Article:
USC College associate professor Lin Chen, left, and Keck School associate professor Zuo-Zhong Wang worked on the nicotine study with research associate Cosma Dellisanti,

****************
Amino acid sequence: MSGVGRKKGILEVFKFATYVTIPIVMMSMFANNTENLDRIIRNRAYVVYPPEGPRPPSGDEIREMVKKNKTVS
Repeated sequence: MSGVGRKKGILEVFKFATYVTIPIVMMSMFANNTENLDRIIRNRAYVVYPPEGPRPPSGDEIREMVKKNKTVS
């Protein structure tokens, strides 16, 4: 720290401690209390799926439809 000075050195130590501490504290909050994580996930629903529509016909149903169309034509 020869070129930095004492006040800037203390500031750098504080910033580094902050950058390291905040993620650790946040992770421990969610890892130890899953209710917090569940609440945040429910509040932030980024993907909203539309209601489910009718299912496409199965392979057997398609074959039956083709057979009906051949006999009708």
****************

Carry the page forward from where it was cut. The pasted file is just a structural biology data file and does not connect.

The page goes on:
July 27, 2007 Smoking and blood sugar levels are highly interrelated – nicotine causes the body to release satisfying levels of sugar into the bloodstream far faster than eating can, which explains its appetite-inhibiting effects. The results of low blood sugar levels in a quitting nicotine addict are also responsible for some of the most difficult withdrawal symptoms. Now it has been discovered that sugar is also a key element in the chemical reaction that causes a smoker to feel “high”. When nicotine molecules are received by neurotransmitter membranes, it’s sugar molecules that then act as a sort of hinge to open a gate in the cell membrane and send the "nicotine rush" nerve signal onward.